Edward George Bulwer-Lytton vs. God
by Alan Allegra 5/15/2012 / Devotionals
"It was a dark and stormy night." That famous opening line spawned the Bulwer-Lytton contest rewarding writers for crafting the worst opening lines (in the literary sense, not "What's a nice girl like you doing in a place like this?").
A good opening line catches the reader's attention, setting the scene for the book or introducing the main character. Like the release of a catapult, it flings the reader into a great adventure or, like the initial thrust of ski poles, propels the inquirer on a rapid slide to the depths of a canyon of understanding a complex idea or issue.
Suppose there were a contest for best opening line, such as "It was the best of times, it was the worst of times," by Dickens. Were profundity the deciding factor, all trophies would be awarded to the bible's "In the beginning, God created the heavens and the earth." (Genesis 1:1).
Like a fragrant flower, that line blossoms into 66 books, 1,189 chapters, 31,173 verses, and 774,746 words of literary luxuriousness. Within those 10 words live the answers to life's most profound and necessary questions, the responses to the human heart's most desperate cries, and the bookends of existence itself.
Genesis 1:1 introduces the main character--God--without apology or explanation. The pervasive theme of the entire bible is the person and plan of God, the source of all existence through Jesus Christ (John 1:1-5). The fruitless search for the birth of the universe and the descent of man can cease by accepting those infallible first 10 words of scripture.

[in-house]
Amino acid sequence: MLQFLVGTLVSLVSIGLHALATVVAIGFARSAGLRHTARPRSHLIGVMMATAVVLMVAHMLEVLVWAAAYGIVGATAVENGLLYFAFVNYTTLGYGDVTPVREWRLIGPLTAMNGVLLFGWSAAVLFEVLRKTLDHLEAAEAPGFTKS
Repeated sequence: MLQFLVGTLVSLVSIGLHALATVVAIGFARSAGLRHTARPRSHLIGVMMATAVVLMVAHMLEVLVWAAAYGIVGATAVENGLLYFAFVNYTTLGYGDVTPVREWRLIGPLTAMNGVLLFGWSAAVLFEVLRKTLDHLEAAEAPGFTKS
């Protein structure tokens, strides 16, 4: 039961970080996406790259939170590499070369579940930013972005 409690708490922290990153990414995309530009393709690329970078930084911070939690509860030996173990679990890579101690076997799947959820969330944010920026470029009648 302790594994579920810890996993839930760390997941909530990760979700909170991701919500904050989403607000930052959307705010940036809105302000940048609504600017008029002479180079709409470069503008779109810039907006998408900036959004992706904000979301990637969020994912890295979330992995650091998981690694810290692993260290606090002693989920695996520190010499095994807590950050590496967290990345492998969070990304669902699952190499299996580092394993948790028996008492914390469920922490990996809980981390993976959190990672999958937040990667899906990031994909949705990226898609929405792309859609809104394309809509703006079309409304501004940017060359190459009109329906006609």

The stage for all activity--human, animal, stellar, subatomic, spiritual, good, and evil--is "the heavens and the earth." That encompasses everywhere we can go or hope to go. It accounts for the infinitely fascinating design of the smallest particles and the largest galaxies, including the inviolable laws that govern physics and personal relationships. Read Job chapters 38-40 and be convicted: God the Creator is the ultimate Stage Manager!
Shakespeare was close when he wrote, "All the world's a stage, and all the men and women are merely players." This globe is God's arena of activity, and we are called to follow His direction, "For we are God's handiwork, created in Christ Jesus to do good works, which God prepared in advance for us to do" (Ephesians 2:10). Lest we miss our cues, "it is God who works in you, both to will and to work for his good pleasure" (Philippians 2:13). God, not man, is the audience we seek to please. It is up to us to study our lines (1 Timothy 2:15) and work hard (Colossians 1:9, 10).
If a book doesn't fulfill expectations or answer questions stimulated by the opening line, it fails. The bible does not answer all our questions, for "The secret things belong to the LORD our God, but the things revealed belong to us and to our children forever, that we may follow all the words of this law" (Deuteronomy 29:29). The Bible doesn't satisfy all our curiosities, but reveals all we need to know (2 Timothy 3:16; 2 Peter 1:3).
Because of the truth compacted in Genesis 1:1, we know:
Where we came from (Genesis 1:26, 27)
The purpose and constituents of marriage (Genesis 1:28)
The purpose of life (Psalm 86:9)
The origin and destruction of evil (Genesis 3; 1 John 5:19; Revelation 20:10)
The state of man after death (John 5:28, 29)
The end of the world (Revelation 21)
A good opening line demands an effective closing line. The all-powerful, ineffable Creator of Genesis 1:1 gently summarizes 774,746 words in this 12-word closing line: "The grace of our Lord Jesus Christ be with you all. Amen" (Revelation 22:21).